“In a 2005 ministerial proposal, the Minister stated that ‘[r]especting the fundamental right to the freedom of conscience and religion is the basis of all ethics and religious education’.”

The judges added, “By using as [the] starting point the premise that only a secular approach to teaching the ERC Program can suffice as equivalent, the protection contemplated by the exemption provision at issue was rendered illusory.

“The legislative and regulatory scheme is designed to be flexible and to permit private schools to deviate from the generic ERC Program, so long as its objectives are met.

“The Minister’s definition of equivalency casts this intended flexibility in the narrowest of terms, and limits deviation to a degree beyond that which is necessary to ensure the objectives of the ERC Program are met. This led to a substantial infringement on Loyola’s religious freedom.”

“In the context of the present case, Loyola’s teachers must be permitted to describe and explain Catholic doctrine and ethical beliefs from the Catholic perspective.

“Loyola’s teachers must describe and explain the ethical beliefs and doctrines of other religions in an objective and respectful way.

“Loyola’s teachers must maintain a respectful tone of debate, but where the context of the classroom discussion requires it, they may identify what Catholic beliefs are, why Catholics follow those beliefs, and the ways in which other ethical or doctrinal propositions do not accord with those beliefs.”

The Supreme Court decision has galvanised the Christian community of Canada against militant secularists who are determined to drive Christianity out of the public square.

Parents’ rights

In a comment on the case, Derek From, a lawyer with the Canadian Constitution Foundation, said: “Imagine from the perspective of a parent who has decided his or her child should get a private religious education.…

“Even though private school can be expensive, your religious beliefs are of fundamental personal importance, so you decided the expense and sacrifice [are] worth it.

“How would you react if the government forced your children to learn precisely that content which you were seeking to avoid by taking your child out of the public system?”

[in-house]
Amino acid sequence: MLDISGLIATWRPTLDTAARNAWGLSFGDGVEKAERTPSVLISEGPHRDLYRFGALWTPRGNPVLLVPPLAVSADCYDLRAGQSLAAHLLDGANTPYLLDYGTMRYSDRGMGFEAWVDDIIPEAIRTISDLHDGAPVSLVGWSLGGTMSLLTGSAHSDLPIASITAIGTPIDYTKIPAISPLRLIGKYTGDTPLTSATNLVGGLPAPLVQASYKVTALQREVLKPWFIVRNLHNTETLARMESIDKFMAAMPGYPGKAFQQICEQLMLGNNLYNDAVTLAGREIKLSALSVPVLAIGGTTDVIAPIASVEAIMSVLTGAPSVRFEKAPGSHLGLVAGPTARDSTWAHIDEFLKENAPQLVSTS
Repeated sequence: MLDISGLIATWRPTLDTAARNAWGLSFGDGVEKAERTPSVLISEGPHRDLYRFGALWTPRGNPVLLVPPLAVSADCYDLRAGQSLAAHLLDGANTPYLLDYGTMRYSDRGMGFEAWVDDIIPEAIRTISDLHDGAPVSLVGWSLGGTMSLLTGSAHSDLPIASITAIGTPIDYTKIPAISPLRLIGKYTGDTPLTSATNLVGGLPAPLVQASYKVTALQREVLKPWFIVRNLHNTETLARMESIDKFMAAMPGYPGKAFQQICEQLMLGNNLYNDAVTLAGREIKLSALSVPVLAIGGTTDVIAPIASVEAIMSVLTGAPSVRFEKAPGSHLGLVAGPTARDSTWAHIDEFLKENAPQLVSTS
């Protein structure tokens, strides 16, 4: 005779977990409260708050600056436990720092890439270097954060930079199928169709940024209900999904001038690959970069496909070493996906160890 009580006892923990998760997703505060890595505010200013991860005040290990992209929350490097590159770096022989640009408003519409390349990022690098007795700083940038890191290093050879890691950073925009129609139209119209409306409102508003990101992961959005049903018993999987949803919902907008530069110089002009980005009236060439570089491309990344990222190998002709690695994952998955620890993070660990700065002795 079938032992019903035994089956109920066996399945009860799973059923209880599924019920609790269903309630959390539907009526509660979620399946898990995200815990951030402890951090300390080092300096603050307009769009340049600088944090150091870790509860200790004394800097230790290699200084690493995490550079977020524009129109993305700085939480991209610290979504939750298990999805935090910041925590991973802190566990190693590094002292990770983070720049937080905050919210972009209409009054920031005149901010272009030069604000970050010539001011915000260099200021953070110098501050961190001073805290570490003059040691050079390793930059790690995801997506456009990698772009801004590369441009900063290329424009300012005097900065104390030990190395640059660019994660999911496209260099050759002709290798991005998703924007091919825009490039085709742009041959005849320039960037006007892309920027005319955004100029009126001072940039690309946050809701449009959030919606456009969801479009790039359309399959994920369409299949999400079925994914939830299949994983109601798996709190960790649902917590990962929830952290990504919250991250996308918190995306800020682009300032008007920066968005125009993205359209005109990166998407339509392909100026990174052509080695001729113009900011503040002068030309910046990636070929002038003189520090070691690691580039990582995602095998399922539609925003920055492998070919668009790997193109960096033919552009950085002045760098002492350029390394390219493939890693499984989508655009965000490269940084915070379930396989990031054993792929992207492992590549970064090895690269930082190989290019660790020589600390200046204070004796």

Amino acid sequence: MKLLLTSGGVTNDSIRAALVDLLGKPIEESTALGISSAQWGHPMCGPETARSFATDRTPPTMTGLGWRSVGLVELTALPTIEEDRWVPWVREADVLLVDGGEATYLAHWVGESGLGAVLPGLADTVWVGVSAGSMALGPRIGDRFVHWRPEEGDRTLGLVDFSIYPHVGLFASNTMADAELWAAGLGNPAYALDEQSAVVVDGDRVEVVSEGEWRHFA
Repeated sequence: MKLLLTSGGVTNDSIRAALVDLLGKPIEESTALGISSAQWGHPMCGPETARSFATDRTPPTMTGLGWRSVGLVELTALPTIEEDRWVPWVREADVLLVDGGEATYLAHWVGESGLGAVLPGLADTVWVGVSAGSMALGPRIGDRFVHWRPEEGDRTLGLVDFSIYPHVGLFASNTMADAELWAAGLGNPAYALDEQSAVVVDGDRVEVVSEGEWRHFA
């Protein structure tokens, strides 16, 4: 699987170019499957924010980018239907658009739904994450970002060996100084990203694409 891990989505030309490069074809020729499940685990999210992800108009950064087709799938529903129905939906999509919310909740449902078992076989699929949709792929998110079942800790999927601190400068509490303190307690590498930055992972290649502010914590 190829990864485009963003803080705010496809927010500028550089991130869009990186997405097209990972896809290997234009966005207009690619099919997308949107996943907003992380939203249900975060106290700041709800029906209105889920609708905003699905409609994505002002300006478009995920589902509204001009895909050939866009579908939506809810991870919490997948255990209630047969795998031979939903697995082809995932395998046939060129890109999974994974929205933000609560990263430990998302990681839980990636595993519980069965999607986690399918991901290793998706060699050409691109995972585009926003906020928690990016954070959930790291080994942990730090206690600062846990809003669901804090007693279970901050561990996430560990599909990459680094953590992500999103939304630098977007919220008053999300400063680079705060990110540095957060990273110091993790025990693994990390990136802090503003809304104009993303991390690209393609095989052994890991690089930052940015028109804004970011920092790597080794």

He added: “Displacing individual rights to achieve a state goal is hardly laudable.

“In fact, it’s the blueprint for history’s most atrocious violations of human rights. And if parents can’t be trusted to make these decisions for their children, why should legislators be?

“These legislators assume they are the elites who know what’s best. There are few more obvious examples of significant state interference with the parental rights, school choice and religious freedom of parents than the ERC course....

“Quebec’s goals may seem innocuous to most of us, but the principle behind it is unsettling — that government knows best and has licence to mould upcoming generations into compliance, without regard to individual liberties.”

He concluded by saying that the Supreme Court of Canada “has done its duty to Canadians by blocking Quebec’s attempt to indoctrinate students, and allowing Loyola to maintain its Catholic perspective on significant portions of the ERC course materials”.

Commenting on the court judgment, former Loyola principal Paul Donovan, who initiated the college’s fight against the course, said: “The Ethics and Religious Culture program is a way to teach students to recognise the value of others and pursuit of the common good.

“These are laudable goals that we share and wish to inculcate in our students. However, we do not believe that religious values in the context of our school need to be suppressed to accomplish this.”

In a number of countries, including the United Kingdom, the United States and New Zealand, people and businesses owned by people holding sincere religious beliefs have been found guilty of breaching the rights of others who hold conflicting views.

In Australia, there are parallel attempts by the state to enforce its secular agenda on people with religious beliefs.

In Victoria, a religious organisation which owned a holiday-camp was found guilty of breaching the law when it declined to make its facilities available to a local government organisation supporting same-sex-attracted youth. There were numerous other holiday camps available at the time.

In Queensland, a motel’s owners were found guilty of breaching the supposed human rights of a prostitute to run her business from its premises. The conviction was overturned on appeal.

Another example is the “Safe Schools” anti-bullying program, which is being promoted in both government and non-government schools. It supports the normalisation of homosexual, lesbian, bisexual and transsexual behaviour among schoolchildren.

Another is found in Section 8 of the Victorian Abortion Law Reform Act 2008, which requires doctors, nurses and pharmacists to participate in abortions, or to refer people to others who will perform the procedure, even if they have a medical or conscientious objection.

Peter Westmore is national president of the National Civic Council.